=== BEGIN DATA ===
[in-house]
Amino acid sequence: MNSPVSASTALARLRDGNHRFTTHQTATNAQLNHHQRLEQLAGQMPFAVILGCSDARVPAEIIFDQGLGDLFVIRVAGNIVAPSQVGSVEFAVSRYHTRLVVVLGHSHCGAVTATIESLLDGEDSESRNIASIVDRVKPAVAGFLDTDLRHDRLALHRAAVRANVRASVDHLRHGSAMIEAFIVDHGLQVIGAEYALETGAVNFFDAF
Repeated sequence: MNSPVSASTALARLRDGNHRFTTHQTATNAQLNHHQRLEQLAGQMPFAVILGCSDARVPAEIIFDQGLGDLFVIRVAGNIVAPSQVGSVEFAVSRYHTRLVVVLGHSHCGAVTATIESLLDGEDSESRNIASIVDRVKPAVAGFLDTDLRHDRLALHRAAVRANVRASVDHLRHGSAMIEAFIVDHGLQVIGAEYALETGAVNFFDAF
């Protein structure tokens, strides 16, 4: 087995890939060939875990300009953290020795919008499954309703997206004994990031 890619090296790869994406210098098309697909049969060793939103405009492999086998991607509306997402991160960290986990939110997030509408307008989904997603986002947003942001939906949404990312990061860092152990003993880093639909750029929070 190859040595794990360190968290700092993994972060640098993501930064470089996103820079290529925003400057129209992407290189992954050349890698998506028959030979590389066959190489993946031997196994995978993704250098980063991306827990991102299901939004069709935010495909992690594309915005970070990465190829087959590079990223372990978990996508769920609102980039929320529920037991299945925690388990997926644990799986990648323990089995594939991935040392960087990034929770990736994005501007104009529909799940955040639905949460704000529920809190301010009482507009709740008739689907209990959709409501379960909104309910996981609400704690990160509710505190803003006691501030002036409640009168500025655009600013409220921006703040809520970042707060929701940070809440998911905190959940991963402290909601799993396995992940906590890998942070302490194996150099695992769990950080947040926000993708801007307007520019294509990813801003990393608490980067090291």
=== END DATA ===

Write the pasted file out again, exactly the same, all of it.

[in-house]
Amino acid sequence: MNSPVSASTALARLRDGNHRFTTHQTATNAQLNHHQRLEQLAGQMPFAVILGCSDARVPAEIIFDQGLGDLFVIRVAGNIVAPSQVGSVEFAVSRYHTRLVVVLGHSHCGAVTATIESLLDGEDSESRNIASIVDRVKPAVAGFLDTDLRHDRLALHRAAVRANVRASVDHLRHGSAMIEAFIVDHGLQVIGAEYALETGAVNFFDAF
Repeated sequence: MNSPVSASTALARLRDGNHRFTTHQTATNAQLNHHQRLEQLAGQMPFAVILGCSDARVPAEIIFDQGLGDLFVIRVAGNIVAPSQVGSVEFAVSRYHTRLVVVLGHSHCGAVTATIESLLDGEDSESRNIASIVDRVKPAVAGFLDTDLRHDRLALHRAAVRANVRASVDHLRHGSAMIEAFIVDHGLQVIGAEYALETGAVNFFDAF
């Protein structure tokens, strides 16, 4: 087995890939060939875990300009953290020795919008499954309703997206004994990031 890619090296790869994406210098098309697909049969060793939103405009492999086998991607509306997402991160960290986990939110997030509408307008989904997603986002947003942001939906949404990312990061860092152990003993880093639909750029929070 190859040595794990360190968290700092993994972060640098993501930064470089996103820079290529925003400057129209992407290189992954050349890698998506028959030979590389066959190489993946031997196994995978993704250098980063991306827990991102299901939004069709935010495909992690594309915005970070990465190829087959590079990223372990978990996508769920609102980039929320529920037991299945925690388990997926644990799986990648323990089995594939991935040392960087990034929770990736994005501007104009529909799940955040639905949460704000529920809190301010009482507009709740008739689907209990959709409501379960909104309910996981609400704690990160509710505190803003006691501030002036409640009168500025655009600013409220921006703040809520970042707060929701940070809440998911905190959940991963402290909601799993396995992940906590890998942070302490194996150099695992769990950080947040926000993708801007307007520019294509990813801003990393608490980067090291």